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Apr 18 17 2:10 AM

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Here's a fascinating documentary with Boy George explaining how the popular culture of the 1970's opened up for his own alternative gender expression. 

Boy George was the leader of one of the most popular pop bands of the 1980s, known for the Karma Cameleon.

Note his admiration of David Bowie. "I don't know what he was," the gay Boy George says. We do!






 HT Sacha
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Apr 18 17 9:10 AM

Jack, Thanks for this post. I watched some of the video, and bookmarked the rest for later. It looks really good. I was watching the video, and it induced a flashback to the feelings I had when I first saw Boy George in the early 80s. There were androgynous musicians and performers before him, such as David Bowie, and a lot of rather pretty heavy metal bands. But pretty much all of these performers came across as men going for the shock value of looking like a girl. Boy George was way different. Everything about him was feminine from his raw physical looks to the way he dressed and moved, and he pulled it off with such ease, which to me separated the really feminine souls from the interlopers. Beyond that, he was rather pretty in those days. One could easily imagine him with breast implants and a mini skirt making the full jump to other side without ever skipping a beat. He triggered my cross dreaming tingles back then. Still does for that matter.

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The 1970s and the 1980s had quite a few "gender bending" stars, many of them crossdreamers (Prince, Bowie, Boy George, Mercury, Lennox...)

We now live in an age where gender variance is much more accepted, but somehow that is not reflected in the gender expressions of pop and rock musicians. I like Miley Cyrus and her figth for the rights of trans and queer, but the symbolic value of her gender expression is not as radical as the previous generation. It is as if the rebellion has been transferred from clothes and makeup to words and concepts.

Although we do have Lady Gaga!

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jackmolay wrote:
The 1970s and the 1980s had quite a few "gender bending" stars, many of them crossdreamers (Prince, Bowie, Boy George, Mercury, Lennox...)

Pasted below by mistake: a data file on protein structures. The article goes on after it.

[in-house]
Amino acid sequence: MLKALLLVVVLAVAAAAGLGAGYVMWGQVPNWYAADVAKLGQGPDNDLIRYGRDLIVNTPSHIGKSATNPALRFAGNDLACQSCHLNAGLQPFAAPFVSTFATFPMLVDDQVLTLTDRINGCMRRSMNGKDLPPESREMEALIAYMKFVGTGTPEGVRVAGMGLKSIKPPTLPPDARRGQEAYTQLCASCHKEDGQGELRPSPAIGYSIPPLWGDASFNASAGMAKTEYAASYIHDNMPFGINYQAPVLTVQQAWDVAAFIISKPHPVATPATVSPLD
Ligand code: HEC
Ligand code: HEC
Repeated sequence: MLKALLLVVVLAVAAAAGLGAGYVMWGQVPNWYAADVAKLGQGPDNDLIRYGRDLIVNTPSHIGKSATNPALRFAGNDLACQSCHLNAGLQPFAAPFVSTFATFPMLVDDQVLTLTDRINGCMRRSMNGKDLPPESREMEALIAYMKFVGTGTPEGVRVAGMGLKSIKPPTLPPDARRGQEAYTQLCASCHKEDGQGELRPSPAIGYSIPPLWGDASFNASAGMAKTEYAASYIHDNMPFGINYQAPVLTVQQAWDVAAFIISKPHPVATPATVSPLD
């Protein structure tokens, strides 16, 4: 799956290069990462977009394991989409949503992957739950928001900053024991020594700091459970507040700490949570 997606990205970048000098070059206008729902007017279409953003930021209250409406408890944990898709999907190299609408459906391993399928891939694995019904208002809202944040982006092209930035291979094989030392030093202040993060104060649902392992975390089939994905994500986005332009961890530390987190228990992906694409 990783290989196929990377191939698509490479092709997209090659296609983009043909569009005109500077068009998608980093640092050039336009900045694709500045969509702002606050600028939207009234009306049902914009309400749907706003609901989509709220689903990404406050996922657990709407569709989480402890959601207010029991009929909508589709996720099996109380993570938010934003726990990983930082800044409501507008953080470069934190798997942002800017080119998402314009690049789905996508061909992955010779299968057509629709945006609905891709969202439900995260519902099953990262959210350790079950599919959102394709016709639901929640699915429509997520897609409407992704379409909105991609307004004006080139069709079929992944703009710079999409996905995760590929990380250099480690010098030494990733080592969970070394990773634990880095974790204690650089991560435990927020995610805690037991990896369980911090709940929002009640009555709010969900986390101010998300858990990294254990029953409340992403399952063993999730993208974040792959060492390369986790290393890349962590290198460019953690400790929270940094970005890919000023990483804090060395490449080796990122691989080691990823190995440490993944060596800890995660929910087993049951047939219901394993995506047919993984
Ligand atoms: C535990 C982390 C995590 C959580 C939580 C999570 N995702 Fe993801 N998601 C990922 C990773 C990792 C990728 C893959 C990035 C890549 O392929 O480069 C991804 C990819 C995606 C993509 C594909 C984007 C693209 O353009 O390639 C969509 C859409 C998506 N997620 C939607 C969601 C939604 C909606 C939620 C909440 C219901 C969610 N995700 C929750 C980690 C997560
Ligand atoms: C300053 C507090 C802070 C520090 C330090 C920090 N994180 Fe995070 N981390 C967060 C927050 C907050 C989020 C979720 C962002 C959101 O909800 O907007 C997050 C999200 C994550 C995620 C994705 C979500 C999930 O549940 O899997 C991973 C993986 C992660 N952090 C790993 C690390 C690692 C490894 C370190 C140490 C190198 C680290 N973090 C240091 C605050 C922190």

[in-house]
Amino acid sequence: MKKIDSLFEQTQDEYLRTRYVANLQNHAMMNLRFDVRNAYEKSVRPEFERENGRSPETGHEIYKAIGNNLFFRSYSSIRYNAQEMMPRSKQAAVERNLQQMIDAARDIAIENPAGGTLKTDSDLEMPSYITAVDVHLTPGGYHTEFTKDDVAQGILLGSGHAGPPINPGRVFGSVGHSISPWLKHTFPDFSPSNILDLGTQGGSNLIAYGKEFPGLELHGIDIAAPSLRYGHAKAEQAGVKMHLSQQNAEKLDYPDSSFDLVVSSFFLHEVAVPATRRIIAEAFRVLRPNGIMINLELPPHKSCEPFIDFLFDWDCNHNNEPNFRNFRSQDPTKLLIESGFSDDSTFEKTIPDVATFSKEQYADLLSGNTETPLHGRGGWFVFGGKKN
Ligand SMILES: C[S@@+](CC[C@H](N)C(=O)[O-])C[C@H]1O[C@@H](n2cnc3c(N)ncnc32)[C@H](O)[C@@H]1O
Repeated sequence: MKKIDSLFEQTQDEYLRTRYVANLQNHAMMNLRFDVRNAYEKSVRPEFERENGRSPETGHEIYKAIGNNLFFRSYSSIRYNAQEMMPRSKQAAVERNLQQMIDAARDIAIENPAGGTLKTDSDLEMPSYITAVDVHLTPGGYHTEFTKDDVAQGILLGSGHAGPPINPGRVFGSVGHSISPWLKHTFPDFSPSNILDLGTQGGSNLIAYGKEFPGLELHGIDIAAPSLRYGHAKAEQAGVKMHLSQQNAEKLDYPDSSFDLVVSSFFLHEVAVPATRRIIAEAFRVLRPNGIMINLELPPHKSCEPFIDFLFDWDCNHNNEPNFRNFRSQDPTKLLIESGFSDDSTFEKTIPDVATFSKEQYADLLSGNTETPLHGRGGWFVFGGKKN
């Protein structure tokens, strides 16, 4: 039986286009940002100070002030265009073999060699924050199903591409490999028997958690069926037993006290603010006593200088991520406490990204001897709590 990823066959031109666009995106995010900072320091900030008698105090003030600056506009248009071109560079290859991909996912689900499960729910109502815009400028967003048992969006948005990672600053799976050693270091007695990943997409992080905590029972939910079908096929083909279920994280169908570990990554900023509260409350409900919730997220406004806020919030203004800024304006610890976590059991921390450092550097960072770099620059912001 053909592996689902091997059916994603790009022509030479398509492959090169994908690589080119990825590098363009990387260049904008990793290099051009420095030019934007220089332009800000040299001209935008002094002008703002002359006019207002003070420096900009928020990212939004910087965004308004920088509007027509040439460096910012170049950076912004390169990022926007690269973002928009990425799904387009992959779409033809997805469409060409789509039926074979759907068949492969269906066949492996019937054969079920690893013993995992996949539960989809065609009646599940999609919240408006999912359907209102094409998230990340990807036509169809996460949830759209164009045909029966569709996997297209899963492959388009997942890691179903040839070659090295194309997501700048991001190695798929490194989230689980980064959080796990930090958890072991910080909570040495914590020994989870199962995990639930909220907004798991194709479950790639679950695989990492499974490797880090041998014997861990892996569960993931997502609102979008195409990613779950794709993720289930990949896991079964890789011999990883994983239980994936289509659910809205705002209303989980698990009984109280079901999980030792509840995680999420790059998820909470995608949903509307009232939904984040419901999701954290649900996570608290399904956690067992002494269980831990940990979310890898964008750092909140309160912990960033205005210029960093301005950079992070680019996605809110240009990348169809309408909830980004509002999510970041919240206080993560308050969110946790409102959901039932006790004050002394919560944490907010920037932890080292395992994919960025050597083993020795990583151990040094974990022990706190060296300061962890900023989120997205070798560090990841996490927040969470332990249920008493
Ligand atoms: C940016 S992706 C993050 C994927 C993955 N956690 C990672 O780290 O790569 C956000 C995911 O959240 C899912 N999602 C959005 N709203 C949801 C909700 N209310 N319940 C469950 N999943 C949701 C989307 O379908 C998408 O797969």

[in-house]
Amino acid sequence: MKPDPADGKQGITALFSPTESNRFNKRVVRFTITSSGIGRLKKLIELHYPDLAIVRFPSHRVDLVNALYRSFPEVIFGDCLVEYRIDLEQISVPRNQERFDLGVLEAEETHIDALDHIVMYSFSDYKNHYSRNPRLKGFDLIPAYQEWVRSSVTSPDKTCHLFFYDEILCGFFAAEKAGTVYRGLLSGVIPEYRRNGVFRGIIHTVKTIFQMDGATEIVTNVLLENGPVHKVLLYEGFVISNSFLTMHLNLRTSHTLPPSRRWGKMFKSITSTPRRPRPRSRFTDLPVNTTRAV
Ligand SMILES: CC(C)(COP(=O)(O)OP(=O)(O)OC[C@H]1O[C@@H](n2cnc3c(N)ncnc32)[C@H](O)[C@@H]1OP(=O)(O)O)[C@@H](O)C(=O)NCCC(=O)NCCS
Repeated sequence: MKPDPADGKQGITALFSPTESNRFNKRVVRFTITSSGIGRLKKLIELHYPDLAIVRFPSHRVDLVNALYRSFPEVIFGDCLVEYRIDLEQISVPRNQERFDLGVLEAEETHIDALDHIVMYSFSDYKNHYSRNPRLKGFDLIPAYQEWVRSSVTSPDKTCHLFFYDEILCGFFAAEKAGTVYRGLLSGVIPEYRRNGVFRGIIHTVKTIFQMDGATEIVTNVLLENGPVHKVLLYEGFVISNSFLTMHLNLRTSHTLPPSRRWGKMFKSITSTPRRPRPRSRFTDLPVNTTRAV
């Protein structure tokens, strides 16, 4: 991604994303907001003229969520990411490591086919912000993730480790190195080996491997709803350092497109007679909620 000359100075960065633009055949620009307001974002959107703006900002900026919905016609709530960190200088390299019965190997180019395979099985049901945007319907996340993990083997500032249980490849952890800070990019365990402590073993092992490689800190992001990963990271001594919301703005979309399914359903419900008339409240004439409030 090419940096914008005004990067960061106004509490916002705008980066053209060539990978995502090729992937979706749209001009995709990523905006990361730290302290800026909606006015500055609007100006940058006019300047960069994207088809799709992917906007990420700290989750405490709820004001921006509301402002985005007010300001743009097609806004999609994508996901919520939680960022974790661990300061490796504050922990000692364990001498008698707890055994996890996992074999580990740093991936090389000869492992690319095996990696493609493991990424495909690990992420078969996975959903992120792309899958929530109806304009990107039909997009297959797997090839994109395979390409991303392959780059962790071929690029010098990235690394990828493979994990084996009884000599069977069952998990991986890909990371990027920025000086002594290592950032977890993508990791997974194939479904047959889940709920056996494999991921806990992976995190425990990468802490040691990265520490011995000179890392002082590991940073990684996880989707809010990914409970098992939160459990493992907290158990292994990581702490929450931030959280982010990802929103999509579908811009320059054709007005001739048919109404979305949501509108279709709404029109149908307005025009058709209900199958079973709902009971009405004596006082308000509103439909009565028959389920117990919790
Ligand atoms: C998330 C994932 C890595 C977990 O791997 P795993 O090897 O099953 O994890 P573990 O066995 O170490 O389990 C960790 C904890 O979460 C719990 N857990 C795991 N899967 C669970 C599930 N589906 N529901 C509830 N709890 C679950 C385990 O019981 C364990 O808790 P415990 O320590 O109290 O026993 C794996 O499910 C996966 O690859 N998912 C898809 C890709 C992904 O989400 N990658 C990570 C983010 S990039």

We now live in an age where gender variance is much more accepted, but somehow that is not reflected in the gender expressions of pop and rock musicians. I like Miley Cyrus and her figth for the rights of trans and queer, but the symbolic value of her gender expression is not as radical as the previous generation. It is as if the rebellion has been transferred from clothes and makeup to words and concepts.

Although we do have Lady Gaga!

If there was theater, then queer expressions had a fantasy component.  It is as though off-stage, life had to be taken seriously without all of that "gay" nonsense.  Now that activitists are advocating without the colorful hair dyes, then gender variants no longer need the stage.  This is disappointing.  Memorable music and art have declined over the decades, probably because queers no longer need to express themselves through them and still "go back to ordinary life off-stage."  (Miley Cyrus does not have the same musicianship that her father had, by the way.)  

Last Edited By: lal2828 . Edited 1 time.

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In the 80s there were a lot of heavy metal musicians, who weren't really glam rockers, but never-the-less adopted rather feminine looks. You always got the sense that these were red blooded males just trying to look pretty for purely rebellious reasons, and that is were their femininity ended.

Guns and Roses
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And we must not forget the role of disco.

The disco culture (with Studio 54 as its Mekka) celebrated all types of diversity: color, gender, sexuality and gender variance.  

I still stick to the theory that the rock/punk/grunge backclash was a hypermasculine reaction to this kind of gender liberation. We normally think of that kind of oppression as something exclusive to right wing, conservative, forces, but the truth is that the fear of femininity in men can take many forms.



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And.......they succeed, those hypermasculine rock/punk/grunge backclashers.  Male musicians just came back in a different form, but masculinity, it still is.  Think about all the boy bands, like the Backstreet Boys and One Direction in the millenial age.  Masculinity, queer that is,  has a way of transforming itself over and over again.  

Some bands, like Bon Jovi, AeroSmith, Led Zepplin, Gun N'Roses are like fixtures ....... forever.  They even make it into the Rock N' Roll Hall of Fame.  It's not always about their hair and cake make-up.  I have to learn how to play some instruments by watching these guys play, and I'm a classical musician. Musicianship is there, with or without the feminity, it seems.  

The Spice Girls didn't last.  Society tends to have singular females, like Madonna, Beyonce, and Lady Gaga, evoking screen goddesses once more, but even they need the sex appeal first.  

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